“Is sustainable culture even possible without meaningful ceremony? In order for a culture to sustain, it has to be renewable and there has to be a mechanism for that renewing. There needs to be something that lifts people out of the everyday, which enables them to re-vision themselves and their myths. As the Balinese say, ceremonial is the pause for integration. Ceremonial lets us see ourselves as connected to something larger.”Facilitating ritual and sacred ceremony is the work where I am most “at home” more than any other. I find it interesting that after struggling for so many years trying to identify and give form to the kind of service I offer, that it should emerge so naturally right under my nose, often when I was looking elsewhere. The work I do and have been doing for many years now, can be best described as the work of a priestess. I have followed the quiet voice of the sacred never quite knowing where it would lead, yet it has continued to bring me back to the place of being a conduit for spirit, a holder of sacred space.
My teachers have been many, and varied. I first became interested intellectually in ritual and ceremony when I was finishing my BA degree in Religion and Adult Education through Antioch University Seattle in the early 80’s. Jim Riley was a wonderful guide for my independent study at this time. Later I expanded my understanding through years of exposure to many wonderful writers, thinkers and teachers who I was privileged to work with and learn from while on staff at the Chinook Learning Center. I credit Elizabeth Cogburn with giving me the first experience that ignited the flame of passion that I carry for ritual and ceremony and helped me to know it as “home ground”. I also honor Ross Chapin, Deborah Koff-Chapin, and Beno Kennedy who had been a part of Elizabeth’s New Song Ceremonial for many years, and later shared their knowledge and experience as we co-facilitated rituals in Chinook’s Core Studies Program.
One of the reasons I attended Matt Fox’s Institute for Culture and Creation Spirituality in Oakland, CA in 1986 was so that I could study earth-based spiritual traditions and ritual with Starhawk, practitioner of the ancient religion of the great Goddess, Luisah Teish, priestess of Oshun in the Yoruba Lucumi (African) tradition, and Buck Ghost Horse from the Lakota Native tradition. I later continued my Lakota Native studies with two wonderful women teachers, Patricia Spradling and Macy Brader from the Wy’ East Healing Center in Sandy Oregon, in 1988-89. Their sharing of Women’s wisdom was invaluable to me in helping me to heal from my divorce, which came in the year following my Master’s program.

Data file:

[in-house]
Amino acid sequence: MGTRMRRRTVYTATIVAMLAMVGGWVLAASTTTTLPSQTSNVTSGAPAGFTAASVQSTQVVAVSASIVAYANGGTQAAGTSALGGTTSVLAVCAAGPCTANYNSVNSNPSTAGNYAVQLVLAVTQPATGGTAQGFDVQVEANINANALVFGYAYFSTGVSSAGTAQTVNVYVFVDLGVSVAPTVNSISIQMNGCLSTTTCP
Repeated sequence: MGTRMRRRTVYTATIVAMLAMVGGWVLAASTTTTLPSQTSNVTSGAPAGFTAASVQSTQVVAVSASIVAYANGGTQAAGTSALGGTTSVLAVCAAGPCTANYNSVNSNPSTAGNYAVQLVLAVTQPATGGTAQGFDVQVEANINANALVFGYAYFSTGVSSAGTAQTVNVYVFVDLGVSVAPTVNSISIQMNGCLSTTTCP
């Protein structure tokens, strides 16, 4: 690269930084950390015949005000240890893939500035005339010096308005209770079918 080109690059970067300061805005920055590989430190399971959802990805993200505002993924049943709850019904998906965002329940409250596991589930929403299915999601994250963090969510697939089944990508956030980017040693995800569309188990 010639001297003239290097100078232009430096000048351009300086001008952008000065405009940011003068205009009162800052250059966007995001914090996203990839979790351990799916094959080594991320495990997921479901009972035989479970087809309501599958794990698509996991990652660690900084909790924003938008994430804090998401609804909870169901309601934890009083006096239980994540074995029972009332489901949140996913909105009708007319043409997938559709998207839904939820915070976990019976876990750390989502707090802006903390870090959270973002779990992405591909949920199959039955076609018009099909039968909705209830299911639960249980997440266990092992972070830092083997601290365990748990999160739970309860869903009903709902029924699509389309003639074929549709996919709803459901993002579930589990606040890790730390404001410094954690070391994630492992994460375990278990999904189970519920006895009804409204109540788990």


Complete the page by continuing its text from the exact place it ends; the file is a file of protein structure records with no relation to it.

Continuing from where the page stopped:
The creation and facilitation of our women’s spirituality program, Gaia Spirit Rising: Healing Ourselves, Healing the Earth with partner Renie Hope was also an invaluable training ground in ritual and sacred ceremony for eight years. Each nine-month program included three weekend-long rituals, which wove together the intellectual and creative components of the curriculum into a complete tapestry of experiential learning.
Currently I express my love of this work through facilitating wedding ceremonies and memorial services. In 1998, at the request of a friend, I became ordained through the International Assembly of Spiritual Healers and Earth Stewards Congregations, so that I could marry her and her fiancé. Since then, I have developed a small business facilitating weddings, and find this to be one of my greatest joys. Also, as friends have passed over, I have been called upon to create and hold the sacred container in which we celebrate their lives and grieve their loss. In addition to holding the temenos, I bring song and chant, which has always been an easy and natural talent. I am grateful to be able to offer these services which also nourish my soul.
Contact Marilyn to find out more about how to bring her to deliver your own sacred ceremony.